Also, if you can get the money together I recommend a private Ed psych exam. I paid about £500 so not cheap. It helped enormously in identifying my daughters issues. She is now in secondary school and top set due to the recommended adjustments.

NellyBarney Mon 27-Jan-20 13:36:39

That's really great you are getting involved. Looks like he has few people to fight his corner and support him at the moment. Push for what Apple has suggested. Make an appointment with the SENCO or with the pastoral officer, if they have one. In the meantime, it doesnt look as if there is a quick fix. I think you had the right idea to go back and try to fix older gaps first. I would go straight back to KS1, get a year 2 maths and grammar, spelling, punctuation and English comprehension book and work from their upwards. Plus daily recall facts (multiplication tables, number bonds etc). In year 6 he is probably expected to get his own book from the school library. He might need reminding to take a book home for daily reading. Good luck, he seems lucky to have you!

TeenPlusTwenties Mon 27-Jan-20 13:39:08

There's no point trying to do y6 work if he can't do y3/4/5 work.

if I were trying to help I'd go right back to reception/y1 stuff and check he can do that, and work up from there.

Things like:
- using a number line
- understanding place value
- understanding that multiplication is repeated addition

Little point trying to memorize times tables if he doesn't get what they mean. And anyway from the other descriptions it sounds like he'll forget them again quickly.

This needs a long term fix not a sticking plaster over SATs. Better to bomb out of SATs and then get required support at secondary.

GirlOnIt Mon 27-Jan-20 13:58:04

I'm working on getting an appointment with school, although at the moment that means relying on my father!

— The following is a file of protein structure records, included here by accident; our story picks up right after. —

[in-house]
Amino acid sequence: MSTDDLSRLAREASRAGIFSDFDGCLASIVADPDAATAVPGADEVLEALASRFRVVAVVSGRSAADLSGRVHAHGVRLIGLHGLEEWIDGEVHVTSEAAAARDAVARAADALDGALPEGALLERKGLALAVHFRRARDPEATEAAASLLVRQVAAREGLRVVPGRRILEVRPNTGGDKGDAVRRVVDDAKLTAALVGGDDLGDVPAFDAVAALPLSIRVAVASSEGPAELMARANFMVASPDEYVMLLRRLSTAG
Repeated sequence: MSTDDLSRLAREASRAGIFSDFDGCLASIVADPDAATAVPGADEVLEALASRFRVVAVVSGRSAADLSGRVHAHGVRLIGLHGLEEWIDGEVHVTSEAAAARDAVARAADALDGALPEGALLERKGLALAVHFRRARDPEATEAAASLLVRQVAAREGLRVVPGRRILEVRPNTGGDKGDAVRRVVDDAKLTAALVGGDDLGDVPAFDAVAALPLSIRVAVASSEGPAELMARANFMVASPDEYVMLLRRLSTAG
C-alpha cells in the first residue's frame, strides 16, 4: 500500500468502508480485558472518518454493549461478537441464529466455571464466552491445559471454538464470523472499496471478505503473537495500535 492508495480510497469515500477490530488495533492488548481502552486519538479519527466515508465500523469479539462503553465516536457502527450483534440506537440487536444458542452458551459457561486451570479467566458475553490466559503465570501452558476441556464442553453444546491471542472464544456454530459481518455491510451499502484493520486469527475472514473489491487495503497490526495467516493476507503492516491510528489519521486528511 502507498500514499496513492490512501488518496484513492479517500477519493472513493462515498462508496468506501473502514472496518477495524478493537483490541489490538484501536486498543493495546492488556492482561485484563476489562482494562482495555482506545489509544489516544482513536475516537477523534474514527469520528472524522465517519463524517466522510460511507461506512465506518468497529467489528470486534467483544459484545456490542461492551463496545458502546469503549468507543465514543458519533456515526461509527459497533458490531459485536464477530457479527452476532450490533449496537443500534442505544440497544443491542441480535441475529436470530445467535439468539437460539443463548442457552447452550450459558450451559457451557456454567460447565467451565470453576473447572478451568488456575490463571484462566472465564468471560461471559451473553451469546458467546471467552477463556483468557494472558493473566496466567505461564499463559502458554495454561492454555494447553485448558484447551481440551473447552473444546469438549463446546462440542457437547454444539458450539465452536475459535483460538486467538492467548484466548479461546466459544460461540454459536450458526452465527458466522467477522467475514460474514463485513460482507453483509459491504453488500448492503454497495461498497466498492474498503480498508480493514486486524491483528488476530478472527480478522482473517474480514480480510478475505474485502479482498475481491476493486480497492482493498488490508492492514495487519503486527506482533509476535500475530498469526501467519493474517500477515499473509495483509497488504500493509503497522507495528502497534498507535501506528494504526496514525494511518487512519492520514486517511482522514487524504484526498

How would be best to work out what level he's at if school aren't helping, the homework books they're sending out are year 6 ones. I don't want to spend a fortune on easier ones that he can easily do. Scaled score for reading was 94 and spag 87. Maths wasn't able to be scaled, presumably because he didn't get any right so I think that's our biggest concern.
Not about him doing well in his sats but just helping him improve in general, I think a lot of the maths stuff must be just going over his head completely.

OP’s posts: |
TeenPlusTwenties Mon 27-Jan-20 14:13:10

if you have an Oxfam books shop near you they may have second hand work books etc.
Why not get some y3 maths ones to start with?
It wouldn't do any harm for him to do 'easy' stuff to boost confidence anyway.

Illberidingshotgun Mon 27-Jan-20 14:20:06

Just to say, don't rely on the school screening tests for dyslexia. My DD never showed significant issues on those, yet she is severely dyslexic.

Has he been through a lot recently? You say that he is currently living with his GPs, has there been a difficult family situation going on? Has there been upheaval for him over some time? This can have a huge impact on a child's concentration, ability to learn, and memory.

Illberidingshotgun Mon 27-Jan-20 14:22:24

Just re-read your last post and dyscalculia also needs to be screened for as well.

GirlOnIt Mon 27-Jan-20 14:32:22

So a little progress. I phoned school and admittedly got a bit cross on the phone. But they've agreed to meet with myself and my grandparents after school tomorrow. Of course they'll be things they can't disclose, although he's been bringing letters home to my grandparents since Christmas. But they have said they'll go through the results and at least tell us what we can be doing to support him.